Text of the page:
• Accept the reality and permanence of the death. • Experience and cope with the painful emotional reactions to the death, such as sadness, anger,

    resentment, confusion, and guilt. • Adjust to changes in their lives and identity that result from the death. • Develop new relationships or deepen existing relationships to help them cope with the difficulties and

    loneliness that may have resulted from the death. • Maintain a continuing, healthy attachment to the person by reminiscing, remembering, modeling

    behaviors, and maintaining a memorial.

    • Make meaning of the death, a process that can include beginning to understand why the person died and what significance the loss has for the living.

    • Continue through the normal developmental stages of childhood and adolescence.

    What Is Common Following a Death?

    Any death can be difficult for a child, and certain reactions are common. Children’s difficulties with grief vary according to a child’s age, developmental level, previous life experiences, emotional health before the death, and family and social environment. An uncomplicated bereavement response may include the following:

    • Emotional reactions: feeling sad, angry, anxious, numb, lonely, guilty, powerless, ashamed, insecure, and remorseful

    • Changes in behaviors: lack of interest and participation in usual activities, diminished self-care,

    unpredictable or odd behaviors, angry or aggressive behaviors, irritability and conflict with others, impulsivity, regression to more childlike or infantile behaviors, changes in sleeping patterns (such as increased sleep), difficulty sleeping or not being able to sleep alone, changes in appetite resulting in weight gain or loss, and changes in overall physical health

    • Interpersonal interactions: withdrawal, social isolation, peer difficulties, clinging, irritability, difficulty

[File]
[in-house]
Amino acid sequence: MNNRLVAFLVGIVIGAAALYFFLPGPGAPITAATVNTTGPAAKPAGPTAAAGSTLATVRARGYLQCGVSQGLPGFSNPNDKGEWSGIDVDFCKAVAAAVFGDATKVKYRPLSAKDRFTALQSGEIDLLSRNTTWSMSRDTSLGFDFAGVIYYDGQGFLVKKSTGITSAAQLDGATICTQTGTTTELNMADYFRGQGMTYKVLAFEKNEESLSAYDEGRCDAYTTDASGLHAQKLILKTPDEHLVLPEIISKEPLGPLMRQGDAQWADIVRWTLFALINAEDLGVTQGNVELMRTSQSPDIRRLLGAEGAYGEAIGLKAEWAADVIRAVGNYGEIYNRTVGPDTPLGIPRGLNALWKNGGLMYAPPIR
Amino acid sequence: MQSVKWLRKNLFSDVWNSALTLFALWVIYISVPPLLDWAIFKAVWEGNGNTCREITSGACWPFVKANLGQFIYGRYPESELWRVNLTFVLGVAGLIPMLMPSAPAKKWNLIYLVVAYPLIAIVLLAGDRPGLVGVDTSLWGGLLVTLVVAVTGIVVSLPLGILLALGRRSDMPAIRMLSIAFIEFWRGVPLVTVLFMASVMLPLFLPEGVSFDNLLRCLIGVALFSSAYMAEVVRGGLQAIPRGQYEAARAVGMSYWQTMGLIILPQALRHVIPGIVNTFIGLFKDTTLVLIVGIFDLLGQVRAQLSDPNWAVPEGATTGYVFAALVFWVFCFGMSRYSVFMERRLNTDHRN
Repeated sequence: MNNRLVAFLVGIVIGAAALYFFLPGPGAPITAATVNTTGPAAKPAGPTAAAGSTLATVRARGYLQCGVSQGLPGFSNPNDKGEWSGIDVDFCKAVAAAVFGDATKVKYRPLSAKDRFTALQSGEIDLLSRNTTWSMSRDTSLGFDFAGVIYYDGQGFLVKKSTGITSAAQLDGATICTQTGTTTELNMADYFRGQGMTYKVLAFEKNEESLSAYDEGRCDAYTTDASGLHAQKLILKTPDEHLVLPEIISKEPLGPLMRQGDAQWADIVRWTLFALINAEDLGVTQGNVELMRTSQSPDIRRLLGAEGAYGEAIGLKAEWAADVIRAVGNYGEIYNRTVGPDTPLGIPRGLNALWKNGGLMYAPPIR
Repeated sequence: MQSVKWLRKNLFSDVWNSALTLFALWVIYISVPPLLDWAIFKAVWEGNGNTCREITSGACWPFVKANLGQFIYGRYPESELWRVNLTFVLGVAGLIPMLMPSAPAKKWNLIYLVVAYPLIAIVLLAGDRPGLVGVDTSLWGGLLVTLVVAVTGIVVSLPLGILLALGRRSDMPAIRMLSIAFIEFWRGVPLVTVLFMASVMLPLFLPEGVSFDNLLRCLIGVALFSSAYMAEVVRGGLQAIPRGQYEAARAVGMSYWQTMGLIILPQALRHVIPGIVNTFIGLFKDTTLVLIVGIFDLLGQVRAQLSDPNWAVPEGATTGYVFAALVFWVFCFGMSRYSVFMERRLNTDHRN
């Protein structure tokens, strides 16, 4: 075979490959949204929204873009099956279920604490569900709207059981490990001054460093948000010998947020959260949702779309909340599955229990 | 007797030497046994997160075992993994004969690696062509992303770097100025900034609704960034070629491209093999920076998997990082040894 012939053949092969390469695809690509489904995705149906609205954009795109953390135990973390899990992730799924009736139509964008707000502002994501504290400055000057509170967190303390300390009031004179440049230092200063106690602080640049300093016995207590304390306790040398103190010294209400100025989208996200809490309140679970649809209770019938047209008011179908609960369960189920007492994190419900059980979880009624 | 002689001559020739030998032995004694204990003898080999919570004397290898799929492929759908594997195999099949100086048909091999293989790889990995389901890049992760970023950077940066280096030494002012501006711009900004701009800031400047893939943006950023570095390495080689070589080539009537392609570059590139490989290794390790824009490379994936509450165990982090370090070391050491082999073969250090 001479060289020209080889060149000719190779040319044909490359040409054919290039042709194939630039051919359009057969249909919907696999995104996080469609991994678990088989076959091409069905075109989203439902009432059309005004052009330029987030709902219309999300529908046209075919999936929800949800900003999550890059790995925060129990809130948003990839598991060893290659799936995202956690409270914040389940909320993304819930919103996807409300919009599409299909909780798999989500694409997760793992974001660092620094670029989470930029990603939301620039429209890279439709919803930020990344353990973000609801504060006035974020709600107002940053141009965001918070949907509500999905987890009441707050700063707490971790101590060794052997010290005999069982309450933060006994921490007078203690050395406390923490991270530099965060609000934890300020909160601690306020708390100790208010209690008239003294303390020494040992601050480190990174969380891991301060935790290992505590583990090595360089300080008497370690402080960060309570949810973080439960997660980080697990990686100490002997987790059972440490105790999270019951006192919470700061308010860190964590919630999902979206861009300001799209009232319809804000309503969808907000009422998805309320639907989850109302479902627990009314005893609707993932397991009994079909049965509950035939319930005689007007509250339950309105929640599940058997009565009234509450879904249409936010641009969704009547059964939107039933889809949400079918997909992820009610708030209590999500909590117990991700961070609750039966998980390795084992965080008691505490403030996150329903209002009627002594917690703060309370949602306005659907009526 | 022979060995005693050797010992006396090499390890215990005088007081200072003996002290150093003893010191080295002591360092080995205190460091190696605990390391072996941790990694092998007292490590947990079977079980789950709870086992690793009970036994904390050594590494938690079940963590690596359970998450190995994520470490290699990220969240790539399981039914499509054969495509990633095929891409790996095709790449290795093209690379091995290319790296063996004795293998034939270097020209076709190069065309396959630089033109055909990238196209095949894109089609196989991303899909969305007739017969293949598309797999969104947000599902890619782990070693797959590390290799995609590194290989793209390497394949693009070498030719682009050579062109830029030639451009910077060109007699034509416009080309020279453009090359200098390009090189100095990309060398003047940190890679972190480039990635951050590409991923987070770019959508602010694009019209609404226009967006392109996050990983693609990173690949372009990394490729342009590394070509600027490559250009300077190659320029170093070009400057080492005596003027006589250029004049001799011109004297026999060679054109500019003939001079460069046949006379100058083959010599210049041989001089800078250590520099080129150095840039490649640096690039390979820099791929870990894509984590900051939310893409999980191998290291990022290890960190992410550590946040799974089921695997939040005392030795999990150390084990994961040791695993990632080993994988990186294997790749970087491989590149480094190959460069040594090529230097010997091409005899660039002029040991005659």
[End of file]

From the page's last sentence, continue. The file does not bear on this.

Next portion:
sharing memories, difficultly participating in group or athletic activities, and general lack of interest in others

    • Changes in thinking: constant thoughts and memories about the loved one, persistent thoughts about

    the death, disbelief about the death and the finality of death, constant or intrusive thoughts about death, preoccupation with one’s own or another loved one’s physical health, difficulty making decisions, confusion, impaired memory and concentration, lowered self-esteem and self-confidence, disillusionment, thinking that the death was one’s fault, and survivor guilt

    • Altered perceptions: believing the deceased is still present, feeling the person’s presence nearby or

    watching over the living, seeing the person’s face in a crowd, smelling the person’s perfume, hearing the person’s voice, and experiencing vivid dreams about the person

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    • Physical reactions: susceptibility to illness, loss of energy, fatigue, difficulty or changes in eating, physical complaints, and changes in physiological arousal (for example, increased heart rate, respiration, and startle response)

    • Changes in academic functioning: poor school performance, difficulty studying or concentrating, and

    potential school failure

    What Is Trauma, and How Do Children and Adolescents Respond to It?

    Traumatic events can involve an actual death, other loss, serious injury, or threat to the child’s well-being. These events could include natural or man-made disasters, in